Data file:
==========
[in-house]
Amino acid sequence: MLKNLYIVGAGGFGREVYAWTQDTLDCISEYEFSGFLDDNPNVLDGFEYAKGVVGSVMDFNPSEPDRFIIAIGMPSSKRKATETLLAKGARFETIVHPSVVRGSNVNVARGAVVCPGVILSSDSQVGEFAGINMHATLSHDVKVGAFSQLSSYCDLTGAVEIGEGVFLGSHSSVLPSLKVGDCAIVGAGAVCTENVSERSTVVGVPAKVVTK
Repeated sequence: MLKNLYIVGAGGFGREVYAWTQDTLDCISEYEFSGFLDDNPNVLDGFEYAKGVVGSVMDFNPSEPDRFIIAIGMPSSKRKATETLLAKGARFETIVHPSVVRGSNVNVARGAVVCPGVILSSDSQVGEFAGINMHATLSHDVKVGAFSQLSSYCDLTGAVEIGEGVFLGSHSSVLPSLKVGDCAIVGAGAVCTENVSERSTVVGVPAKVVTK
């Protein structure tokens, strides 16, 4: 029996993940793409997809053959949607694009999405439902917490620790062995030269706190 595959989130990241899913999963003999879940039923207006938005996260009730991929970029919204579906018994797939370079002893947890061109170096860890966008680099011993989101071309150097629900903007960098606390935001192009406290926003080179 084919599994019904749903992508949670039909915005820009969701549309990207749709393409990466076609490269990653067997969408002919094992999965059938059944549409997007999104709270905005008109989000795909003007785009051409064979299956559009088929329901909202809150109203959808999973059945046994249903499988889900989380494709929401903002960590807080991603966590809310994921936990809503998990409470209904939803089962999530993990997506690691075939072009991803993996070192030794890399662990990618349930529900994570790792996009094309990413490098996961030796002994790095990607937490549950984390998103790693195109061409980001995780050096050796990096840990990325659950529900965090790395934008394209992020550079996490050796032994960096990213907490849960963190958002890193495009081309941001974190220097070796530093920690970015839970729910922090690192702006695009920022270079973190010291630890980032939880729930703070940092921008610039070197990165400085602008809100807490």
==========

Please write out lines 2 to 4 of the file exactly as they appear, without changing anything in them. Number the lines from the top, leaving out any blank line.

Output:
Amino acid sequence: MLKNLYIVGAGGFGREVYAWTQDTLDCISEYEFSGFLDDNPNVLDGFEYAKGVVGSVMDFNPSEPDRFIIAIGMPSSKRKATETLLAKGARFETIVHPSVVRGSNVNVARGAVVCPGVILSSDSQVGEFAGINMHATLSHDVKVGAFSQLSSYCDLTGAVEIGEGVFLGSHSSVLPSLKVGDCAIVGAGAVCTENVSERSTVVGVPAKVVTK
Repeated sequence: MLKNLYIVGAGGFGREVYAWTQDTLDCISEYEFSGFLDDNPNVLDGFEYAKGVVGSVMDFNPSEPDRFIIAIGMPSSKRKATETLLAKGARFETIVHPSVVRGSNVNVARGAVVCPGVILSSDSQVGEFAGINMHATLSHDVKVGAFSQLSSYCDLTGAVEIGEGVFLGSHSSVLPSLKVGDCAIVGAGAVCTENVSERSTVVGVPAKVVTK
């Protein structure tokens, strides 16, 4: 029996993940793409997809053959949607694009999405439902917490620790062995030269706190 595959989130990241899913999963003999879940039923207006938005996260009730991929970029919204579906018994797939370079002893947890061109170096860890966008680099011993989101071309150097629900903007960098606390935001192009406290926003080179 084919599994019904749903992508949670039909915005820009969701549309990207749709393409990466076609490269990653067997969408002919094992999965059938059944549409997007999104709270905005008109989000795909003007785009051409064979299956559009088929329901909202809150109203959808999973059945046994249903499988889900989380494709929401903002960590807080991603966590809310994921936990809503998990409470209904939803089962999530993990997506690691075939072009991803993996070192030794890399662990990618349930529900994570790792996009094309990413490098996961030796002994790095990607937490549950984390998103790693195109061409980001995780050096050796990096840990990325659950529900965090790395934008394209992020550079996490050796032994960096990213907490849960963190958002890193495009081309941001974190220097070796530093920690970015839970729910922090690192702006695009920022270079973190010291630890980032939880729930703070940092921008610039070197990165400085602008809100807490």